Welcome to Mellow's Log Cabin. This blog's purpose is to supply information on a diversity of American southern music - ranging from country, blues, old-time and folk to R&B, rock'n'roll and rockabilly. I regularly present my research results about artists, labels, shows and also give guest writers a chance to publish their texts here on occasion.

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Wednesday, December 15, 2010

Jimmy Smith on Wonder


"Pinch Me Quick", Wonder 110 (1958)


Jimmy Smith was primarily a country/western swing musician working around the Atlanta area. In late 1958, he tried his hand at the new music called rock'n'roll. He probably thought that an up.tempo western swing song with hep cat lyrics is all you have to throw in to get a good rock'n'roll record - judge yourself if you succeeded.

Smith was born on April 8, 1914, and was influenced by the Singing Brakeman, Jimmie Rodgers. Before becoming a musician, Smith worked in the construction business. Around 1937, he decided to start a career and music and eventually became a member of the WSB Barn Dance out of Atlanta, Georgia. On this show, he also sang with his wife.

In the fall of 1953, he founded a new group, billing it "Jimmy Smith and his Texans". Johnny Tyler (of "Oakie Boogie" fame) and Smith's wife were also partially members of this group. Smith played around the Atlanta club scene most of the 1950s, including the Silver Slipper and the Joe Cotton Rhythm Ranch. Smith also appeared on WSB-TV and WGST in Atlanta. John  Elder got him a recording contract with RCA Victor, which issued a couple of country outings by Smith.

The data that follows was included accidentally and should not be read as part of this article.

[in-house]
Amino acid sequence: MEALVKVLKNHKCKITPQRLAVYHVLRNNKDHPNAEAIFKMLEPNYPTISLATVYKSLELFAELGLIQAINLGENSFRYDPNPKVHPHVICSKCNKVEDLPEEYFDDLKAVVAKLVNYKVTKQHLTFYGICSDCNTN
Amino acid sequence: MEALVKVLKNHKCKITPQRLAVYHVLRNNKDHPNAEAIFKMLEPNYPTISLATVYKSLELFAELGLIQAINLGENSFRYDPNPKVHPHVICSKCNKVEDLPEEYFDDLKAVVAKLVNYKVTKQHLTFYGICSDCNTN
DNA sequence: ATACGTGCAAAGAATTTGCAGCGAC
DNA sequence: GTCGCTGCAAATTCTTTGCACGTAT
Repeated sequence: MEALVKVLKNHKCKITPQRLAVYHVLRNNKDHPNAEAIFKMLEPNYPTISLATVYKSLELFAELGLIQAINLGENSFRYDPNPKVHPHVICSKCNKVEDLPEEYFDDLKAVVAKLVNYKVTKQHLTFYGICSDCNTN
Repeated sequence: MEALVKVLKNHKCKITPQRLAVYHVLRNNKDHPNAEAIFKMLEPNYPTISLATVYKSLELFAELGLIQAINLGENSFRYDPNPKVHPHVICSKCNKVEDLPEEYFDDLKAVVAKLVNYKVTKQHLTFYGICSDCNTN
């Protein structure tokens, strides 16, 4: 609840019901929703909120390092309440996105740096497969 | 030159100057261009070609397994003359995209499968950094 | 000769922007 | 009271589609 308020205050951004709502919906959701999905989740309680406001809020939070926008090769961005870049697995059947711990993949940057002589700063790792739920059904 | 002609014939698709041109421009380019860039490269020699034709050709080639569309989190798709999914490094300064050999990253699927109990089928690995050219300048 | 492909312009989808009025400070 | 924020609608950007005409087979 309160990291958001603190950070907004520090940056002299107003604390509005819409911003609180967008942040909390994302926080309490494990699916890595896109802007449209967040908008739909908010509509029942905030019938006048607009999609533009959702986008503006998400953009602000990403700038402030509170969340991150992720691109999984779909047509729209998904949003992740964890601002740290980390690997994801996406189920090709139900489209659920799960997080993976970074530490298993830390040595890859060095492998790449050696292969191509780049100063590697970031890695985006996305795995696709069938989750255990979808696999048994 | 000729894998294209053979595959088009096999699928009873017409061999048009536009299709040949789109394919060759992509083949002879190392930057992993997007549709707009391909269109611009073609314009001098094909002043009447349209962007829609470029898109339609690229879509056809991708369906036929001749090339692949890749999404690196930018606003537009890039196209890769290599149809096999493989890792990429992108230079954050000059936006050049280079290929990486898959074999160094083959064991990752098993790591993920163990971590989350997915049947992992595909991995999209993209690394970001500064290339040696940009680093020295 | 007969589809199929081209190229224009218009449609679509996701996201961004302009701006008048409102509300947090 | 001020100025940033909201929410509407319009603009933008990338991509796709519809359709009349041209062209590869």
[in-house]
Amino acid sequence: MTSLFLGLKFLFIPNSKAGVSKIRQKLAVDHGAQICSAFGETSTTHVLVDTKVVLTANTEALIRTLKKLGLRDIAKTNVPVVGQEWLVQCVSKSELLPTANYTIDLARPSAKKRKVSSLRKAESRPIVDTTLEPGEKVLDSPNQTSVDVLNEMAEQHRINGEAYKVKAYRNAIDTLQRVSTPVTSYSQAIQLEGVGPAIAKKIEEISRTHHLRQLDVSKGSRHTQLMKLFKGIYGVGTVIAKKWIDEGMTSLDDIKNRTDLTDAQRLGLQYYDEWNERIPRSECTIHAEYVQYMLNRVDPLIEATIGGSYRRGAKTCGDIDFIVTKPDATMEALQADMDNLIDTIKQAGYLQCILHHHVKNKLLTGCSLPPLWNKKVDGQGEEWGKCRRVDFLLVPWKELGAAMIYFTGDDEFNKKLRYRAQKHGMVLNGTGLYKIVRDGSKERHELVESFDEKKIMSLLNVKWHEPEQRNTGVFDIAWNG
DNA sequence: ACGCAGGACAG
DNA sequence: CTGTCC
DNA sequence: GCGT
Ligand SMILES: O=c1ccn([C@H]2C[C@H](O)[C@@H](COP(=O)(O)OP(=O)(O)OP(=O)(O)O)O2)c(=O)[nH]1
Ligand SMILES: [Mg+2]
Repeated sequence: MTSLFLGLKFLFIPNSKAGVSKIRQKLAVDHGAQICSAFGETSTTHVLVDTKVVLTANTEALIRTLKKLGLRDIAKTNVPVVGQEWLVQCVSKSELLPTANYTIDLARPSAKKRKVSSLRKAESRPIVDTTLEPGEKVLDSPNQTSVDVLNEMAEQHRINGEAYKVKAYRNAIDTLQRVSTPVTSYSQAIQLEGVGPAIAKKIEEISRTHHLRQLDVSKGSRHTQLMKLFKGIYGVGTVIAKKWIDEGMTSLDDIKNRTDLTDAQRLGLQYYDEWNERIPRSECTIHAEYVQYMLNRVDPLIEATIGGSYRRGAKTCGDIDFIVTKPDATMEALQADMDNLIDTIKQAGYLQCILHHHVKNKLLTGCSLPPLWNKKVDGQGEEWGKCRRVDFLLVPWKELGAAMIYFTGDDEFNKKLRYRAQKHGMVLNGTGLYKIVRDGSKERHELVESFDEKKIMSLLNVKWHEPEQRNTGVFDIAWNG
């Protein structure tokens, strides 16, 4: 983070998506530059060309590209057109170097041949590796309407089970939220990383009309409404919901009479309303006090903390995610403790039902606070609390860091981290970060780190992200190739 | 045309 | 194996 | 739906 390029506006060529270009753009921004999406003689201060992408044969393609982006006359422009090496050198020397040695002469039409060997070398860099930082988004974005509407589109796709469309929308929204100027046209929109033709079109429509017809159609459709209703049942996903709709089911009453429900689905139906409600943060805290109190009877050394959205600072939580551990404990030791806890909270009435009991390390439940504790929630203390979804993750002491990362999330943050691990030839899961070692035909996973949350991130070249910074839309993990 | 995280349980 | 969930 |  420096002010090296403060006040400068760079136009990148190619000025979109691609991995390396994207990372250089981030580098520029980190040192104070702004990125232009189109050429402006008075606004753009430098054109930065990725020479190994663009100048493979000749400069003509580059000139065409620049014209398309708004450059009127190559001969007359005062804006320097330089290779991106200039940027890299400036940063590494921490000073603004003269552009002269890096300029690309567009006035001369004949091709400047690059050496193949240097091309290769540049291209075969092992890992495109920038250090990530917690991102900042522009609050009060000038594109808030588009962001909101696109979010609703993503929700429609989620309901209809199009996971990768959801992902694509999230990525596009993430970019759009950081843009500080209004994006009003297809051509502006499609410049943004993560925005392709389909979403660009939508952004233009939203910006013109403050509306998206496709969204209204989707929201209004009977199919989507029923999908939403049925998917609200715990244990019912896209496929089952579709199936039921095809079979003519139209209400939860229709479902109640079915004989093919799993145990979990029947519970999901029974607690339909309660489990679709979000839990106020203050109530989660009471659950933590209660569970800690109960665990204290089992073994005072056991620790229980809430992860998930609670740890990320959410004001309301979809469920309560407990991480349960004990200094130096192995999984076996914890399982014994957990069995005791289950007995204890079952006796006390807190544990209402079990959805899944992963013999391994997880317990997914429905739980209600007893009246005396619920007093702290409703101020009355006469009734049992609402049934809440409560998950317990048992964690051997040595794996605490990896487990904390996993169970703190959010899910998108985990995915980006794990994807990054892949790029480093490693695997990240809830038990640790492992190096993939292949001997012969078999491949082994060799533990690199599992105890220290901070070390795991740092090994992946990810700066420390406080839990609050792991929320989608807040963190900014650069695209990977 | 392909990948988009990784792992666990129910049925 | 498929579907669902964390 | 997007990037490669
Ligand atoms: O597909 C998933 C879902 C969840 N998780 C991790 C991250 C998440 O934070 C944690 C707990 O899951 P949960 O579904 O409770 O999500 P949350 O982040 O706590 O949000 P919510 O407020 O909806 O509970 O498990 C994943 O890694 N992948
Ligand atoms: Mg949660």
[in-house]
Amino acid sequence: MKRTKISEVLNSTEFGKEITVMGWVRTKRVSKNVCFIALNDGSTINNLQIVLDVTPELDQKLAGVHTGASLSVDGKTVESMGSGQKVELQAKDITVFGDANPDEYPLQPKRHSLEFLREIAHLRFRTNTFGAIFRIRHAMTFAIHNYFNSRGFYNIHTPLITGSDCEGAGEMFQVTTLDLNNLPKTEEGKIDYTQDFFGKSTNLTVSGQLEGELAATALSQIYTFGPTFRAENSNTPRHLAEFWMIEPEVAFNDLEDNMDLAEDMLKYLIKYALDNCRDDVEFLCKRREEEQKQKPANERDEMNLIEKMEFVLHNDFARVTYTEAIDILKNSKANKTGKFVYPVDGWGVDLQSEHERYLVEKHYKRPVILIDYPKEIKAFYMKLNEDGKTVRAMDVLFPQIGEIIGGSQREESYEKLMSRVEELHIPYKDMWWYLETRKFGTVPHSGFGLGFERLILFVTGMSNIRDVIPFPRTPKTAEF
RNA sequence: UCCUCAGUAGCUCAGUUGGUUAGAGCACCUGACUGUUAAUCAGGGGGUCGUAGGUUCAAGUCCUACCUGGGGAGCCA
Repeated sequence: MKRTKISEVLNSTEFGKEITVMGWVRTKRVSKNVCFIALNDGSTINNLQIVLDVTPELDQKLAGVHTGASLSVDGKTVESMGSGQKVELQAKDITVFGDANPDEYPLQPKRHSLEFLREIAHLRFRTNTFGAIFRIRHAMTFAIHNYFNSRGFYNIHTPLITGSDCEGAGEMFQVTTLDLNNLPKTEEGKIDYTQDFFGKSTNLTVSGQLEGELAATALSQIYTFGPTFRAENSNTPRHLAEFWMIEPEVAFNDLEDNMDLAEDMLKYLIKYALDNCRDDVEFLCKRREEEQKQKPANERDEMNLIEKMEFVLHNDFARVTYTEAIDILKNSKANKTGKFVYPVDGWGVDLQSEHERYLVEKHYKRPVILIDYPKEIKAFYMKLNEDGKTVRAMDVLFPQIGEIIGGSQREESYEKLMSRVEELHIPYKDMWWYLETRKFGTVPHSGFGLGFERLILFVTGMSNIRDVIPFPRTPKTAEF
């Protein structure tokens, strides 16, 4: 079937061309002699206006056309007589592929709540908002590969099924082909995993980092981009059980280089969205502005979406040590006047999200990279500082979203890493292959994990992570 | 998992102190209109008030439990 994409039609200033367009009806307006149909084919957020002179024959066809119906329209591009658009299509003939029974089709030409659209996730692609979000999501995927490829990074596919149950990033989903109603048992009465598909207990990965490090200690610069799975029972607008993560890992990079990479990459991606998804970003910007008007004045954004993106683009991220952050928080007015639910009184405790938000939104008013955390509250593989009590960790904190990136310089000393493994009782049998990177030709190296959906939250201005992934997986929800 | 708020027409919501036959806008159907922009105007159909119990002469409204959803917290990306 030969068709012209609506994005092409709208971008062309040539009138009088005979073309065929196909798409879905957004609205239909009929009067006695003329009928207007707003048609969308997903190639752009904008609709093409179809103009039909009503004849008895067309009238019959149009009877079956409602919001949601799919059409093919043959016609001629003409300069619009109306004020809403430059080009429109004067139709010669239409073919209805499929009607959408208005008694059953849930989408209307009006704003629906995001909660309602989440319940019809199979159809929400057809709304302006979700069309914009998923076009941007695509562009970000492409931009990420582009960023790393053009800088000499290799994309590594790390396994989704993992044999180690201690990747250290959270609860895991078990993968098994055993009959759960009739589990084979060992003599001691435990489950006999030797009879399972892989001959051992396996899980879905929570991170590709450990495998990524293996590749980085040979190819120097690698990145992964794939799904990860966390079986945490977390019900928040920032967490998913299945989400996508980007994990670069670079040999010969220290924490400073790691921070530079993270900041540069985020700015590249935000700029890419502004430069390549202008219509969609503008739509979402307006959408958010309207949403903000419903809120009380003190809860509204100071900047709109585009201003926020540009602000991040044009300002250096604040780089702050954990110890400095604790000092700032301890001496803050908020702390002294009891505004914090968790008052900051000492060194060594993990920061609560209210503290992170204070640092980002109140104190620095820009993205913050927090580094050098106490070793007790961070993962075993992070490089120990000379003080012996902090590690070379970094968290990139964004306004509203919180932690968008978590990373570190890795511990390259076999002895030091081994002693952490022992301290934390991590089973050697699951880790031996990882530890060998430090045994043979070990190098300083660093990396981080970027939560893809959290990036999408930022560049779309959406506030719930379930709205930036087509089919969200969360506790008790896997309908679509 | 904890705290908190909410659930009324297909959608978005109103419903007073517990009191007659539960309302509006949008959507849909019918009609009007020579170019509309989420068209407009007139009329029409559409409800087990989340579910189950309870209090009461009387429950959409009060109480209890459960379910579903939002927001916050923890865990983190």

Smith's 1958 Wonder recording of "Pinch Me Quick", written by Smith and Atlanta musician Ray Pressley, was his only rock'n'roll record. Wonder Records was owned by Bill Lowery, who was the most powerful man in the Atlanta music business at that time. Lowery also operated the much bigger National Recording Company and the NRC label, which also distributed the Wonder singles. "Pinch Me Quick" has a very catchy western swing feel to it, with a freewheeling piano style and great guitar work. Unfortunately, this outstanding song never became a hit for Smith. Billboard rated it as a one-star single in its December 29 issue:

Routine rock & roll blues is handled nicely here.

Although Smith never rose to national fame, he was nonetheless a popular and important figure on the Atlanta country music scene. He was inducted into the Atlanta Country Music Hall of Fame in 1985.

Sources: Hillbilly-Music.com, various Billboard issues, Rob Finnis

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